It’s easy to write about a place you dislike. It’s easy to like writing badly about a place to which you attribute little value. My college tutor once suggested that a good way to write about somewhere you don’t like is to write it a love letter. So here’s a challenge for Valentine’s Day: find the place you care about least, and write about that.
Who could fail to appreciate your roads and your railings; your bedding plants and billboards; and best of all the fountains and the sculptures so mismatched and out-of-place as the buildings they were stuck between that they become fitting and perfect. The Granite Ball – hailed as the highlight of the town, with its own website described by its founder as ‘probably the dullest thing on the internet’. The Deck Chair on the Bracknell Hotel. The Clock Fountain – a functional water feature whose complexity meant it was impossible to tell the time by the number of fountains in action, and whose exuberance meant that when they cleaned it the entire square was filled with foam. The bronze highlight of the ‘Egg Park’ looking slightly abandoned in the middle of the block paving and raised flower beds as though it had just been dropped by a passing dinosaur.
You are a ‘colourful’ town in many ways. To me you are a town the colour of the dirt that washed off my hands at the end of each day that I spent there.
Clad in uniform grey like we’d been chipped out of the very fabric of the town I rattled daily with my comrades navigating the pedestrian labyrinth between the link roads and roundabouts that sent us down stairs, along pavements and tunnels, under roads, over rails, and round and round that spiral walkway between rail station and bus station (that we imaginatively named ‘The Swirly Thing’) like marbles on a marble run.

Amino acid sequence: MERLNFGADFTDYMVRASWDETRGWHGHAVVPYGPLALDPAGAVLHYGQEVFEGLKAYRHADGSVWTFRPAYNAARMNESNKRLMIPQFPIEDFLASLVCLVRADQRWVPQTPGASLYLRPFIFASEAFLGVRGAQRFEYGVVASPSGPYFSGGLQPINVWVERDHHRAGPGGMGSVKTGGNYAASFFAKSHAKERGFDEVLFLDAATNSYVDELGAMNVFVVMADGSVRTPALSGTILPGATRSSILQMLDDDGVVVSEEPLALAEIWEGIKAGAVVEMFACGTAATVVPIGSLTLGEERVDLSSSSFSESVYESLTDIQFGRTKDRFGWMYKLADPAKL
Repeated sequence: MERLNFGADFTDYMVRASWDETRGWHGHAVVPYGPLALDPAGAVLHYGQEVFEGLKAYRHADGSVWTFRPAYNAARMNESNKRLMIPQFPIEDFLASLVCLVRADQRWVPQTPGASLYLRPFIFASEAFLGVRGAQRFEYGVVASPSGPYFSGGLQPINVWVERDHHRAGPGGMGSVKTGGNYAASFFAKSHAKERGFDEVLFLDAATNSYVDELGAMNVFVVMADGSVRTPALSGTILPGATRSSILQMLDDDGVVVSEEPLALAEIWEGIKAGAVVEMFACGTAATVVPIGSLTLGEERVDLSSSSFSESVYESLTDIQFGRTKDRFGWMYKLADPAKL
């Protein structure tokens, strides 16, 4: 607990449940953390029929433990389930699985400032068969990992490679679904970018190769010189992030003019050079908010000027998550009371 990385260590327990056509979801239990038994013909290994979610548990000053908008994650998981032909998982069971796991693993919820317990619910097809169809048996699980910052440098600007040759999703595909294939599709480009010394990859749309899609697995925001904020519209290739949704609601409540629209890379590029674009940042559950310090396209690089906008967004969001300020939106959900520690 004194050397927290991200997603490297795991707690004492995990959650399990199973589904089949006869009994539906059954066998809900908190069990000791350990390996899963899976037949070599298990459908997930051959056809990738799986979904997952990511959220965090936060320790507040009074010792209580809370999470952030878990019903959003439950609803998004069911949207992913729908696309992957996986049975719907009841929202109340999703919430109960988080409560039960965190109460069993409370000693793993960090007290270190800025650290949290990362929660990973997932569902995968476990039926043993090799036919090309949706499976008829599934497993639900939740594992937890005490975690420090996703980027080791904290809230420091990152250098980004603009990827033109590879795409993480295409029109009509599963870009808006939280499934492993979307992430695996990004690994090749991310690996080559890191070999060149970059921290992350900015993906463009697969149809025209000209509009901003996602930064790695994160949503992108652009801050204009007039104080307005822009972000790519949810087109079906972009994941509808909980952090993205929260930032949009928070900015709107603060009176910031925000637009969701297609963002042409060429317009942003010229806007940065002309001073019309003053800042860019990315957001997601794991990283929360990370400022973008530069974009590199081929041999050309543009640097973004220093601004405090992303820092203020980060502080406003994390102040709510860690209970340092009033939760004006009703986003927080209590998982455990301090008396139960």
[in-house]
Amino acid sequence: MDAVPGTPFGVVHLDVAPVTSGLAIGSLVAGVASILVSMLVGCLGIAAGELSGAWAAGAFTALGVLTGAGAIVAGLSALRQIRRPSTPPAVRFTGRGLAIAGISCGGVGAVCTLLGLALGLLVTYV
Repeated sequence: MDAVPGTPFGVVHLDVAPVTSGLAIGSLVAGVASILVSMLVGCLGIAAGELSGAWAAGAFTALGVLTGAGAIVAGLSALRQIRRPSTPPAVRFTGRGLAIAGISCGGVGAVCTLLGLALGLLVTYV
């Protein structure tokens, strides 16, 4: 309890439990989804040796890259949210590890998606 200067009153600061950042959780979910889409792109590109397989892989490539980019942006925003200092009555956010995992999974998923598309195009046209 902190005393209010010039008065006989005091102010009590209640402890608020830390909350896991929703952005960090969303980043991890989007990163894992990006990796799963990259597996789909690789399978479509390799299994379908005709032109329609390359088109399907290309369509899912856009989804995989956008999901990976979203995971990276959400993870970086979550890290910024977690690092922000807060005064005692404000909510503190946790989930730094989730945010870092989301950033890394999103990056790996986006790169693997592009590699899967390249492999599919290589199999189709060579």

For us these dead spaces between your misjudged architectural and infrastructural innovations became the venues of memory. Snowballs on the slice of grass between Church Road and The Ring. A picnic on the cobbled circle fenced-off in the centre of the Swirly Thing. Small talk and big moments played out against the backdrop of a concrete dystopia we tried to ignore, hated to love. Loved to hate. A sublime buildscape where the horror element meant to repel all onlookers but at the same time draw the eye was dealt with a heavy hand and some unintended irony.
Once a market town little more than a village you were graced or cursed with the honour/burden of becoming a New Town. A utopian concept of ‘affordable, desirable, well-built’ that would meet the needs of the people and the booming population of the mid-twentieth century by providing a safe and self-contained town where all the facilities for work, rest and recreation were within walk-able and bus-able distance of your non-linear and alphabetised home streets. Did the dream become a nightmare? This conglomeration of block-builds linked and divided by underpasses and roundabouts like the infrastructure of a dream where however hard you try you cannot get unlost, however fast you walk you’re always slowing down in a semi-underworld of murals, low lighting, chewing gum and piss.
Bracknell, your lack of soul has become your definition: your placelessness your sense of place. There you are at the back of my mind and the pit of my stomach like an unspoken regret or an upcoming ordeal. Has your ideological conception at last rung true: are you now the no-place you were always meant to be, fulfilling the definition of ‘utopia’ far more truly than your designers could ever have intended? Perhaps, dear Bracknell, you never failed to fulfil the New Town objective of an ‘idealistic yet workable’ community. It was that contradiction of terms in your very definition that meant your workability negated any sense of idealism when it came to the real thing. In the process of becoming a physical place no projected utopia can remain perfect: in becoming a real place it cannot by definition be a non-place, and therefore cannot retain any claim to utopia in any other sense.
Bracknell, I appreciate all that you do, all that you stand for. You make the world a better place for by knowing you I realise I can better see the virtues of the lovable locations of my life. Thank you for that, if nothing else.
I’d love to hear your thoughts on places you love to hate in the comments section.
Most of the photos were used under creative commons and sourced from http://www.flickr.com/photos/pixelhut/tags/bracknell/ where there are more delights to be savoured.
For a funny, if slightly ungracious, and not-so-literary look at some of the UK’s most loved-to-hate places Crap Towns: The 50 Worst Places to Live in the UK (2003) by Sam Jordison and Dan Kieran is published by Boxtree ISBN 978-0752215822.
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